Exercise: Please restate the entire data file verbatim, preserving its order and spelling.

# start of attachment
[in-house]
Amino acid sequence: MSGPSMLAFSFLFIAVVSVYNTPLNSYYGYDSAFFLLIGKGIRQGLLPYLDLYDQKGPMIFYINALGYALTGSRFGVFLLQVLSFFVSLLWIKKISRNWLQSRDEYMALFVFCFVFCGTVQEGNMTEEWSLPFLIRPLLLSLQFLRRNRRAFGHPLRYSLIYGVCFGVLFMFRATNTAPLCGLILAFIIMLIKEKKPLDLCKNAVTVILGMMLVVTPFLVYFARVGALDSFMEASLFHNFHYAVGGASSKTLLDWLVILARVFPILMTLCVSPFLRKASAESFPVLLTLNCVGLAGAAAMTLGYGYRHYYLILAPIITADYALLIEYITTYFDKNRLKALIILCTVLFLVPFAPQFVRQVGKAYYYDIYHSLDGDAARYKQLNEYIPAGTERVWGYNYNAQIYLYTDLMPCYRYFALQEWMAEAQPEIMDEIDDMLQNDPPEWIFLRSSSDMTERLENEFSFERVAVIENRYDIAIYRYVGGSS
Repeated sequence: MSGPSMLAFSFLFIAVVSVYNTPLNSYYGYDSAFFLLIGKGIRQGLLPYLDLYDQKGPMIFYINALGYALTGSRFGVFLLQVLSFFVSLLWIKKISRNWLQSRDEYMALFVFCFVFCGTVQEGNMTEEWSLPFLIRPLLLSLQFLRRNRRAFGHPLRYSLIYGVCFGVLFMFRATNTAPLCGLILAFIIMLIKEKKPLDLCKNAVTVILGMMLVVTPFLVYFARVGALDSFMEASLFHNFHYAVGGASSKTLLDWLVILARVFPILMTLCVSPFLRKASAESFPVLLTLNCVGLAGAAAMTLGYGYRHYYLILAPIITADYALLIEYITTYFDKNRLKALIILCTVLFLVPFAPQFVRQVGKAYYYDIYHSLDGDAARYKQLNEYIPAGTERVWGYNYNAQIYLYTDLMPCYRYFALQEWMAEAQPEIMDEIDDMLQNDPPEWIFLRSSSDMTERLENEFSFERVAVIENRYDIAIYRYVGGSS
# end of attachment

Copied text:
[in-house]
Amino acid sequence: MSGPSMLAFSFLFIAVVSVYNTPLNSYYGYDSAFFLLIGKGIRQGLLPYLDLYDQKGPMIFYINALGYALTGSRFGVFLLQVLSFFVSLLWIKKISRNWLQSRDEYMALFVFCFVFCGTVQEGNMTEEWSLPFLIRPLLLSLQFLRRNRRAFGHPLRYSLIYGVCFGVLFMFRATNTAPLCGLILAFIIMLIKEKKPLDLCKNAVTVILGMMLVVTPFLVYFARVGALDSFMEASLFHNFHYAVGGASSKTLLDWLVILARVFPILMTLCVSPFLRKASAESFPVLLTLNCVGLAGAAAMTLGYGYRHYYLILAPIITADYALLIEYITTYFDKNRLKALIILCTVLFLVPFAPQFVRQVGKAYYYDIYHSLDGDAARYKQLNEYIPAGTERVWGYNYNAQIYLYTDLMPCYRYFALQEWMAEAQPEIMDEIDDMLQNDPPEWIFLRSSSDMTERLENEFSFERVAVIENRYDIAIYRYVGGSS
Repeated sequence: MSGPSMLAFSFLFIAVVSVYNTPLNSYYGYDSAFFLLIGKGIRQGLLPYLDLYDQKGPMIFYINALGYALTGSRFGVFLLQVLSFFVSLLWIKKISRNWLQSRDEYMALFVFCFVFCGTVQEGNMTEEWSLPFLIRPLLLSLQFLRRNRRAFGHPLRYSLIYGVCFGVLFMFRATNTAPLCGLILAFIIMLIKEKKPLDLCKNAVTVILGMMLVVTPFLVYFARVGALDSFMEASLFHNFHYAVGGASSKTLLDWLVILARVFPILMTLCVSPFLRKASAESFPVLLTLNCVGLAGAAAMTLGYGYRHYYLILAPIITADYALLIEYITTYFDKNRLKALIILCTVLFLVPFAPQFVRQVGKAYYYDIYHSLDGDAARYKQLNEYIPAGTERVWGYNYNAQIYLYTDLMPCYRYFALQEWMAEAQPEIMDEIDDMLQNDPPEWIFLRSSSDMTERLENEFSFERVAVIENRYDIAIYRYVGGSS